43. Delicious and easy. Topped it w a poached egg and crumbled bacon. Very happy, thanks for the good recipe!

    I didn’t drain the pasta and wait til it cooled, tong’d it right fr the pot into the sauce. Also to make sure the cheese melted and didn’t clump, I whisked it into the sauce over a very low heat, adding pasta water as needed.


  44. Tried this tonight and my sauce turned out very creamy. At first it was clumpy after letting the butter and pepper rest for three minutes, so I put it back on the burner under low heat and continued to whisk until it smoothened out. Super quick and tasty!


  45. Wow. This post is a a disservice to cacio e pepe. The essence of this dish is simplicity, and yet you have manage to drag out a recipe to over 1800 of verbose prose? What’s worse is that your recipe is wrong! This is not cacio e pepe e burro. There is no place for butter and there are literally two steps. Here the recipe in 1788 less words than you used:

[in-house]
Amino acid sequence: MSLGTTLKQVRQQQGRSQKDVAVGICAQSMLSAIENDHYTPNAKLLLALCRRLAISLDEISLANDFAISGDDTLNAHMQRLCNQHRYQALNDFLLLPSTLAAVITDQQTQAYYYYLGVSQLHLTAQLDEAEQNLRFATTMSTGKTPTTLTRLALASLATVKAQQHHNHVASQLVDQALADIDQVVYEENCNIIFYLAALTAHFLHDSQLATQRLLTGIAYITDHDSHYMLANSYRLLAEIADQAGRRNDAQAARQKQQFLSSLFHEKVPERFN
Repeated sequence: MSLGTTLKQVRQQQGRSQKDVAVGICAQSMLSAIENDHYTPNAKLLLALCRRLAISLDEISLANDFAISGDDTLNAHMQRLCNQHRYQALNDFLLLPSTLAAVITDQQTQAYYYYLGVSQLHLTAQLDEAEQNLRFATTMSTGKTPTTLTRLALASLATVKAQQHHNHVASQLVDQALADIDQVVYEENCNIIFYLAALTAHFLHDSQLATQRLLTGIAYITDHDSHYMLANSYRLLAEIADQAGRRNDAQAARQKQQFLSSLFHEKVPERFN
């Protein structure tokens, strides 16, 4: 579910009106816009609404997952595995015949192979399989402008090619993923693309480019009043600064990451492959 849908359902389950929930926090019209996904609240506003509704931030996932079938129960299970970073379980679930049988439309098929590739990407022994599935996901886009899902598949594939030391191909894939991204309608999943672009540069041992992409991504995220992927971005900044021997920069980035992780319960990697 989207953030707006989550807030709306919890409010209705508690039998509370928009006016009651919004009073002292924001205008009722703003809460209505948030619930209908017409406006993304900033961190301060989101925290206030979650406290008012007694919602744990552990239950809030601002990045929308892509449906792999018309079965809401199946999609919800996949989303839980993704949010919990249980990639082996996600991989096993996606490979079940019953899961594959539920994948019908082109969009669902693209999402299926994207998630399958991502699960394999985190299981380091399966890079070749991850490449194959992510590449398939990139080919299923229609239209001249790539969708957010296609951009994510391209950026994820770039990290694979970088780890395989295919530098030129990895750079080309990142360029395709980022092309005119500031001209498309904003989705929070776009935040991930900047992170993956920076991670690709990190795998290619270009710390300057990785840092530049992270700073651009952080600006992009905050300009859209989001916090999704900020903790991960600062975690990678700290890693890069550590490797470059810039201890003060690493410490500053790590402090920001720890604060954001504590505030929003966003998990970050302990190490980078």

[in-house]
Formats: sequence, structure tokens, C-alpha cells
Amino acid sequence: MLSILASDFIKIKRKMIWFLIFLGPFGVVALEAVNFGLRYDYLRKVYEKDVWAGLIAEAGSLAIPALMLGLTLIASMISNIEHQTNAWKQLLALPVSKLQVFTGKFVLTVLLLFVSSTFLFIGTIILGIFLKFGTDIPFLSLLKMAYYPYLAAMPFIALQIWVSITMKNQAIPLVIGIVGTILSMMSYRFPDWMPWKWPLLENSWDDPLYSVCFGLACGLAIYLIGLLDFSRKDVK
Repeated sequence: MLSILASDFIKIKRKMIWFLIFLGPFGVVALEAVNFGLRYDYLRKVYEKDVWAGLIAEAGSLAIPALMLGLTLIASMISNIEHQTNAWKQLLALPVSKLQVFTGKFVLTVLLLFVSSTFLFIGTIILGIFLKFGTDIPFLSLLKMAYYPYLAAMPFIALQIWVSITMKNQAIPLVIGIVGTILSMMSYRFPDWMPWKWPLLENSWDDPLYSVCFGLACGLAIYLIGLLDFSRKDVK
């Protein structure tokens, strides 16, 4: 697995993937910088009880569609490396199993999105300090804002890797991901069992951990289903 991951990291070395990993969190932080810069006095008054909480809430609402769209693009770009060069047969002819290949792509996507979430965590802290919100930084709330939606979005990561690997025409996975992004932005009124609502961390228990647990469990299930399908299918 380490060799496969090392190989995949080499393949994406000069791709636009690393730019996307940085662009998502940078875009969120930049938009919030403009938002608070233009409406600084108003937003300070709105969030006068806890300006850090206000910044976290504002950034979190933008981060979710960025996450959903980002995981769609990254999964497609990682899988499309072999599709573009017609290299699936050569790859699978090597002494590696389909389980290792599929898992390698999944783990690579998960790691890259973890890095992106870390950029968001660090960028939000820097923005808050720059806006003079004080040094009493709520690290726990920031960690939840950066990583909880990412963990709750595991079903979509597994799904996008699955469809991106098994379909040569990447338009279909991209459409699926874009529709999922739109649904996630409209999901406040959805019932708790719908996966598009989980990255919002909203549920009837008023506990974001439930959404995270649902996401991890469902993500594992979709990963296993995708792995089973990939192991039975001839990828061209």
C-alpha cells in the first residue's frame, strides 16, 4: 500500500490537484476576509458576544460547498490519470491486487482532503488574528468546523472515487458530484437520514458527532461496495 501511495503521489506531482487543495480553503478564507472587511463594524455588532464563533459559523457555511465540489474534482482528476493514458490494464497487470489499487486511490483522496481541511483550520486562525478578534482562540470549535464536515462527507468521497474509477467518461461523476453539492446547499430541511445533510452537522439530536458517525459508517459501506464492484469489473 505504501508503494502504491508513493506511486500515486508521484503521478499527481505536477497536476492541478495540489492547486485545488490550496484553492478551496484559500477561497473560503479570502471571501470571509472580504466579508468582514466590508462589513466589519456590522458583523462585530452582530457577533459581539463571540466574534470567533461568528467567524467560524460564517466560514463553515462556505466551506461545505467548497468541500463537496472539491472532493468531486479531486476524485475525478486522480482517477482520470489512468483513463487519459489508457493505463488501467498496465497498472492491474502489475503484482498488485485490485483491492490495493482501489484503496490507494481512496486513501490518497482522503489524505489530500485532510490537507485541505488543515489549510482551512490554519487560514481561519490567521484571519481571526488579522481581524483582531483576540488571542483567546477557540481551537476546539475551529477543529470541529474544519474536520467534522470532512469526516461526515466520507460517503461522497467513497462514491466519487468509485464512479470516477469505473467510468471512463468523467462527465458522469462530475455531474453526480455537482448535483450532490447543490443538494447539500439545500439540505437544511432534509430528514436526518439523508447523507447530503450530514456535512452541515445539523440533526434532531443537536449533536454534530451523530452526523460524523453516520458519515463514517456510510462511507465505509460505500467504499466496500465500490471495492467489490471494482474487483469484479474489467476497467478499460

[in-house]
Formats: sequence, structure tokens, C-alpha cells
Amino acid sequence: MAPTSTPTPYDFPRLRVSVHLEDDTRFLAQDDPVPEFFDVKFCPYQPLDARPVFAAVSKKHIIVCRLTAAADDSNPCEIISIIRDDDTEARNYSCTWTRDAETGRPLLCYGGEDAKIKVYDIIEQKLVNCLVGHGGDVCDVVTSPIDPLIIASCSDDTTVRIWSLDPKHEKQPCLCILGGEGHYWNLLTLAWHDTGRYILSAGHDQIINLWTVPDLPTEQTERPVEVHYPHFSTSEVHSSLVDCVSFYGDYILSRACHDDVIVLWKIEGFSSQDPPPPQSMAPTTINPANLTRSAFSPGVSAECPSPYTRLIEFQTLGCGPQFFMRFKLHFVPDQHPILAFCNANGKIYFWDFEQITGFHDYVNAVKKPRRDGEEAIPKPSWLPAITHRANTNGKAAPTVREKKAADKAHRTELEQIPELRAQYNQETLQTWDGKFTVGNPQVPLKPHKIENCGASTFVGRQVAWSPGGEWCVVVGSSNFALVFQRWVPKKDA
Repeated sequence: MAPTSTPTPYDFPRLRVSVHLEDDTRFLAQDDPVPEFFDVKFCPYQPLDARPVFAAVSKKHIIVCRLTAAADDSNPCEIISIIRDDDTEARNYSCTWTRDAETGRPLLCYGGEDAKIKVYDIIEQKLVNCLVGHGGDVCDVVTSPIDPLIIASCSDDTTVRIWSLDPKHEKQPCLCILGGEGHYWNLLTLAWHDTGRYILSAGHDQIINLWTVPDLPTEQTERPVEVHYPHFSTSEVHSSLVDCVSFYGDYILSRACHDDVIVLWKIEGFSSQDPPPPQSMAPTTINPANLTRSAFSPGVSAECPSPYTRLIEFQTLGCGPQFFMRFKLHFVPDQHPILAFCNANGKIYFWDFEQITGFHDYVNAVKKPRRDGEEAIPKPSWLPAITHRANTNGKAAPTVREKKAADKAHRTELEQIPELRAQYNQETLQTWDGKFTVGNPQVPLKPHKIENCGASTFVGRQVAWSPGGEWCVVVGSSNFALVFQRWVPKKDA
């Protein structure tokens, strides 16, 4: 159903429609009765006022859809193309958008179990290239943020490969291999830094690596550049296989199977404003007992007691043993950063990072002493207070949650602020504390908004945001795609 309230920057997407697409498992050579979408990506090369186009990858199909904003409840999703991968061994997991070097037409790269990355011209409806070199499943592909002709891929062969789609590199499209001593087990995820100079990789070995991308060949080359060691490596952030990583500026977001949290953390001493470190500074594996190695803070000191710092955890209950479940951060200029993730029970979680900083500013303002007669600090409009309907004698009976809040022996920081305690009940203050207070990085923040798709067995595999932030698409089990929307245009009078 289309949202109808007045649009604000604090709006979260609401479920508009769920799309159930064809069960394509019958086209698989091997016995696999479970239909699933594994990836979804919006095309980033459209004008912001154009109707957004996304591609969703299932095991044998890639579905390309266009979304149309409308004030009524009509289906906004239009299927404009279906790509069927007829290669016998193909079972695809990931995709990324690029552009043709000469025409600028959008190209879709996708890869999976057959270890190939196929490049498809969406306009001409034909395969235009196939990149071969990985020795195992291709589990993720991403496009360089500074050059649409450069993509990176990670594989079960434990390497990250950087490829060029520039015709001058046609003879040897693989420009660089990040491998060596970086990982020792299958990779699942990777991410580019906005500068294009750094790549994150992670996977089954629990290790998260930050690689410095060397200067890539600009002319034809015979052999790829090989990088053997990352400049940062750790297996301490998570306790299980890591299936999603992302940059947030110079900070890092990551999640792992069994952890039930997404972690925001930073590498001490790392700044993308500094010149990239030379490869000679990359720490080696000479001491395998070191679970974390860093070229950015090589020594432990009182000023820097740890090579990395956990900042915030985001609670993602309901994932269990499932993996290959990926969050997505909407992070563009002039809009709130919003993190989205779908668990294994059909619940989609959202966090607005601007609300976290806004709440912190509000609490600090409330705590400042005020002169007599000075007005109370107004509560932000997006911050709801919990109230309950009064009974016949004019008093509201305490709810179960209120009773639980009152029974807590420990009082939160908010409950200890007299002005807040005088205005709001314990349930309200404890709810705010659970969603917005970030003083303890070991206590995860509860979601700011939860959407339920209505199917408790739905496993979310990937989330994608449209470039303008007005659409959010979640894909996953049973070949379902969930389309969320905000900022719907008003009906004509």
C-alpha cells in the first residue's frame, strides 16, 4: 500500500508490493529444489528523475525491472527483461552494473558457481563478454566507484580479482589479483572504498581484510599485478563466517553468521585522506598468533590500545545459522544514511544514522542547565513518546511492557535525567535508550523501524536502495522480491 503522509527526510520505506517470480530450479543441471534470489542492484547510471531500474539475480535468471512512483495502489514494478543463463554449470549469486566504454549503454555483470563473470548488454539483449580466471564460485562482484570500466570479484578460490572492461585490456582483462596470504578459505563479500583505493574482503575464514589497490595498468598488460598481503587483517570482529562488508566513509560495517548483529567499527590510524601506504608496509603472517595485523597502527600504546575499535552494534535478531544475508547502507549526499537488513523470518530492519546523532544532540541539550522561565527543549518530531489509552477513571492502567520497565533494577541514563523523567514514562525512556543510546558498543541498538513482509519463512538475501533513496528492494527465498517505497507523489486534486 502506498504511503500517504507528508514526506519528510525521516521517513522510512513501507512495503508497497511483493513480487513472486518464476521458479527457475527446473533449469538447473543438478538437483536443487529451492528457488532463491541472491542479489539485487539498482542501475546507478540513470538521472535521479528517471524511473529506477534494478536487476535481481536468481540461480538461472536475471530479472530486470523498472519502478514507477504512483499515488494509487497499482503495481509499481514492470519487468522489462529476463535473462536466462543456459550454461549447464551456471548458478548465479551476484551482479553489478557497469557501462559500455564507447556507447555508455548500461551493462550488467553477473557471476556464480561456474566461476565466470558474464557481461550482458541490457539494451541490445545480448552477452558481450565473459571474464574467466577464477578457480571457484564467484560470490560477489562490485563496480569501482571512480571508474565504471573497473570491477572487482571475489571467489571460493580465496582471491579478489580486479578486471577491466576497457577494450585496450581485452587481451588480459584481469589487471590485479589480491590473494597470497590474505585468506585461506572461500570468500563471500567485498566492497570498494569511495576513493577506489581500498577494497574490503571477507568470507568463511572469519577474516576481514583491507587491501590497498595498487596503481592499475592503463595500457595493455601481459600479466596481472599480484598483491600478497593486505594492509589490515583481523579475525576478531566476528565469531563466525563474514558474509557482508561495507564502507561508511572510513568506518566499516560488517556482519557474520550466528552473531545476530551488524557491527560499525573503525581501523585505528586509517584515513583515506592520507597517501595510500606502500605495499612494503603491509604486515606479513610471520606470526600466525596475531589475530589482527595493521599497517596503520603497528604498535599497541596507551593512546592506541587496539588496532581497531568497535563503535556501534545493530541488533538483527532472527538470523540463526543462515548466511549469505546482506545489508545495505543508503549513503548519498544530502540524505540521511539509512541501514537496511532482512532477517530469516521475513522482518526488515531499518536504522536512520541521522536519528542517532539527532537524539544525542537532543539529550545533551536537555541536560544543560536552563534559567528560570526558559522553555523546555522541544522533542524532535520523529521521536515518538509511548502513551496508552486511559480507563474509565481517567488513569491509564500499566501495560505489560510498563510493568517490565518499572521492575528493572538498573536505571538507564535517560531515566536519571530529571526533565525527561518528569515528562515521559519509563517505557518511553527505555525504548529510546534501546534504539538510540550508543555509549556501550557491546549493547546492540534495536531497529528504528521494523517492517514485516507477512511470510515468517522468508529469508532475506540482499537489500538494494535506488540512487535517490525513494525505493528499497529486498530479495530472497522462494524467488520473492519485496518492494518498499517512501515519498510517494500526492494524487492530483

1. cook pasta
    2. mix in pecorino, black pepper, splash pasta water


  46. I’ve made this quite a few times and in the beginning I always had a problem with my cheese clumping. I decided to put some of the pasta water and cheese in the blender and whipped it until it was creamy. I added it to the pan with the pepper and butter and more water if needed and it doesn’t clump.


  47. Using a microplane for the cheese is one of the tricks to getting the sauce the way you want it, from experience. The really fine grate almost always ends in a perfect result.


  48. Hello!

    This is absolutely delicious! My only question is with all the “cooling off” minutes, the end product was very luke warm and cold by the time we finish eating it.